Biotechnology company Moderna announced on Tuesday that its coronavirus vaccine was found in lab experiments to work against emerging variants, including the Delta variant first identified in India.
Studies showed that serum collected from people who had been vaccinated with the Moderna vaccine showed activity against all variant strains tested, including versions of the B.1.617 variant first identified in India and the B.1.351 variant first identified in South Africa, among others, according to the company. The study results have not been peer-reviewed yet and were published to the online server biorxiv.org as a pre-print paper.
"These new data are encouraging and reinforce our belief that the Moderna COVID-19 Vaccine should remain protective against newly detected variants," Moderna CEO Stéphane Bancel said in a statement on Tuesday. "These findings highlight the importance of continuing to vaccinate populations with an effective primary series vaccine."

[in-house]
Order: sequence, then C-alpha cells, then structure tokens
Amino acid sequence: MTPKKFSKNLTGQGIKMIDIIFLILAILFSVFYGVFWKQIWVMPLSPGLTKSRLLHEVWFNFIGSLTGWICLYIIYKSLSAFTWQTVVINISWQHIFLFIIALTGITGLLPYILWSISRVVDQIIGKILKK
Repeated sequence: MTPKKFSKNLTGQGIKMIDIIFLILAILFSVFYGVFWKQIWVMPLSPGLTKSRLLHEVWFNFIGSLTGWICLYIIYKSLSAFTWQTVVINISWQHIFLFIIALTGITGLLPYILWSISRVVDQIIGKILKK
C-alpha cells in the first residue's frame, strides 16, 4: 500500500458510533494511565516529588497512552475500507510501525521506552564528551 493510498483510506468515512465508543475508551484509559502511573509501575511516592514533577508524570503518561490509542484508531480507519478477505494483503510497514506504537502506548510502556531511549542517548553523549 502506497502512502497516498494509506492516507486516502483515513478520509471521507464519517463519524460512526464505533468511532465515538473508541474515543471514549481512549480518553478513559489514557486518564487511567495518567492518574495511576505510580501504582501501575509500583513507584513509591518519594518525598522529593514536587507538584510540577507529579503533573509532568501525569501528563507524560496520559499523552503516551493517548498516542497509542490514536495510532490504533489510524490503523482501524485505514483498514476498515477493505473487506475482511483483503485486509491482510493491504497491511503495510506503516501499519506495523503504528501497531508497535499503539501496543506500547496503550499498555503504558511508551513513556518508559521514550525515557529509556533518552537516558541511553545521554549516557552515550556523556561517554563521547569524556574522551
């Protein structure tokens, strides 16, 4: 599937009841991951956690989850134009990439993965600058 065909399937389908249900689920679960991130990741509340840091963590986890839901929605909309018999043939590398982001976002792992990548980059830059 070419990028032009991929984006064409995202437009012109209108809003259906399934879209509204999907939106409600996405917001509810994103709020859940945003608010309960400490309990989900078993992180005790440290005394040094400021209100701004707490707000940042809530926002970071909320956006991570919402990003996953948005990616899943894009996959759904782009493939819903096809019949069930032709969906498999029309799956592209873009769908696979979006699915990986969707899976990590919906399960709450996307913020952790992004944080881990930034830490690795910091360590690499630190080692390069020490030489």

The serum samples, from eight participants, were obtained one week after the participants completed a second dose of vaccine in Moderna's Phase 1 clinical trial, the company noted.
While the serum showed neutralizing activity against the variants, researchers also noted some variation in how that activity was reduced – for instance, compared with the original strain of the coronavirus, the study results showed a 1.2-fold reduction against the B.1.1.7 variant first identified in the United Kingdom, 2.1-fold reduction against the Delta variant and up to 8.4-fold reduction against versions of the B.1.351 variant.
"Such data are crucial to inform necessary modifications to COVID-19 mRNA vaccines going forward, which may help to mitigate the ongoing spread of SARS-CoV-2 and the emergence of new variants," the researchers wrote in the pre-print paper. Moderna's vaccine involves mRNA technology and SARS-CoV-2 is the name of the coronavirus that causes Covid-19.
Moderna added in its announcement that the company is currently studying the potential need for booster shots against emerging variants "to proactively address the pandemic as the virus continues to evolve."